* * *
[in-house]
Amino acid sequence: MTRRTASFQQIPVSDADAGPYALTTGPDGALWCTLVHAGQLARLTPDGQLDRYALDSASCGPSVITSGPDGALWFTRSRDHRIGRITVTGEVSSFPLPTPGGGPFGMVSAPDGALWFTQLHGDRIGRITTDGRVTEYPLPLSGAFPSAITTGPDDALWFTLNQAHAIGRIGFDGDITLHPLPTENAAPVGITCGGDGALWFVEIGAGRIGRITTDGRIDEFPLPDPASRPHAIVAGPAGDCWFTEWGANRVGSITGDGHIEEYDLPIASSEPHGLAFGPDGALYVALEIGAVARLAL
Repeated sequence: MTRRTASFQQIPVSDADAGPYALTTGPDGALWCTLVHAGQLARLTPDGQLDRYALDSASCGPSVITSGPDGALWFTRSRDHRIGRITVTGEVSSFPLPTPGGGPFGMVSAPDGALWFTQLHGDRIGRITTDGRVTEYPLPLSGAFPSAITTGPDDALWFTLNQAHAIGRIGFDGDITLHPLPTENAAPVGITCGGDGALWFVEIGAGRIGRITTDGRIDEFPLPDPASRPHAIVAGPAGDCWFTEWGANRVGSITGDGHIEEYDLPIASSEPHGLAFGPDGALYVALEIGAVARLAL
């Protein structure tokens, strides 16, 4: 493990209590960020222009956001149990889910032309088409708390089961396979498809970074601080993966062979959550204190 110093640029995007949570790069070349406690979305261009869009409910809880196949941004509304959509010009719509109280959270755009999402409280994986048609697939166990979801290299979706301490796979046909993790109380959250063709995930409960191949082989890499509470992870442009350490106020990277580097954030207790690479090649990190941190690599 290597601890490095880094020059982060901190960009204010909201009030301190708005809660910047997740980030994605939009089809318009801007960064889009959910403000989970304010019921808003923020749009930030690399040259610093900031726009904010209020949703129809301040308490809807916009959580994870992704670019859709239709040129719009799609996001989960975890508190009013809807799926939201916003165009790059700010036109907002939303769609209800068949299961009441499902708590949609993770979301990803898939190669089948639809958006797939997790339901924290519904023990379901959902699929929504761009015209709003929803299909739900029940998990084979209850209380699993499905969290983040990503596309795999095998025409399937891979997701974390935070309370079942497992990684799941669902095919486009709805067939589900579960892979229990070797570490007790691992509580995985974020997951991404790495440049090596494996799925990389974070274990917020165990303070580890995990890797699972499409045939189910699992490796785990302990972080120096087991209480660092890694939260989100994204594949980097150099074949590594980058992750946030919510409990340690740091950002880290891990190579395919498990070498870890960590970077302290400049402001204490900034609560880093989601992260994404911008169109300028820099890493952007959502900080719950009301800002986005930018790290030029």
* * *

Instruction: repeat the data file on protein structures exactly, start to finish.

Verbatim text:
[in-house]
Amino acid sequence: MTRRTASFQQIPVSDADAGPYALTTGPDGALWCTLVHAGQLARLTPDGQLDRYALDSASCGPSVITSGPDGALWFTRSRDHRIGRITVTGEVSSFPLPTPGGGPFGMVSAPDGALWFTQLHGDRIGRITTDGRVTEYPLPLSGAFPSAITTGPDDALWFTLNQAHAIGRIGFDGDITLHPLPTENAAPVGITCGGDGALWFVEIGAGRIGRITTDGRIDEFPLPDPASRPHAIVAGPAGDCWFTEWGANRVGSITGDGHIEEYDLPIASSEPHGLAFGPDGALYVALEIGAVARLAL
Repeated sequence: MTRRTASFQQIPVSDADAGPYALTTGPDGALWCTLVHAGQLARLTPDGQLDRYALDSASCGPSVITSGPDGALWFTRSRDHRIGRITVTGEVSSFPLPTPGGGPFGMVSAPDGALWFTQLHGDRIGRITTDGRVTEYPLPLSGAFPSAITTGPDDALWFTLNQAHAIGRIGFDGDITLHPLPTENAAPVGITCGGDGALWFVEIGAGRIGRITTDGRIDEFPLPDPASRPHAIVAGPAGDCWFTEWGANRVGSITGDGHIEEYDLPIASSEPHGLAFGPDGALYVALEIGAVARLAL
């Protein structure tokens, strides 16, 4: 493990209590960020222009956001149990889910032309088409708390089961396979498809970074601080993966062979959550204190 110093640029995007949570790069070349406690979305261009869009409910809880196949941004509304959509010009719509109280959270755009999402409280994986048609697939166990979801290299979706301490796979046909993790109380959250063709995930409960191949082989890499509470992870442009350490106020990277580097954030207790690479090649990190941190690599 290597601890490095880094020059982060901190960009204010909201009030301190708005809660910047997740980030994605939009089809318009801007960064889009959910403000989970304010019921808003923020749009930030690399040259610093900031726009904010209020949703129809301040308490809807916009959580994870992704670019859709239709040129719009799609996001989960975890508190009013809807799926939201916003165009790059700010036109907002939303769609209800068949299961009441499902708590949609993770979301990803898939190669089948639809958006797939997790339901924290519904023990379901959902699929929504761009015209709003929803299909739900029940998990084979209850209380699993499905969290983040990503596309795999095998025409399937891979997701974390935070309370079942497992990684799941669902095919486009709805067939589900579960892979229990070797570490007790691992509580995985974020997951991404790495440049090596494996799925990389974070274990917020165990303070580890995990890797699972499409045939189910699992490796785990302990972080120096087991209480660092890694939260989100994204594949980097150099074949590594980058992750946030919510409990340690740091950002880290891990190579395919498990070498870890960590970077302290400049402001204490900034609560880093989601992260994404911008169109300028820099890493952007959502900080719950009301800002986005930018790290030029």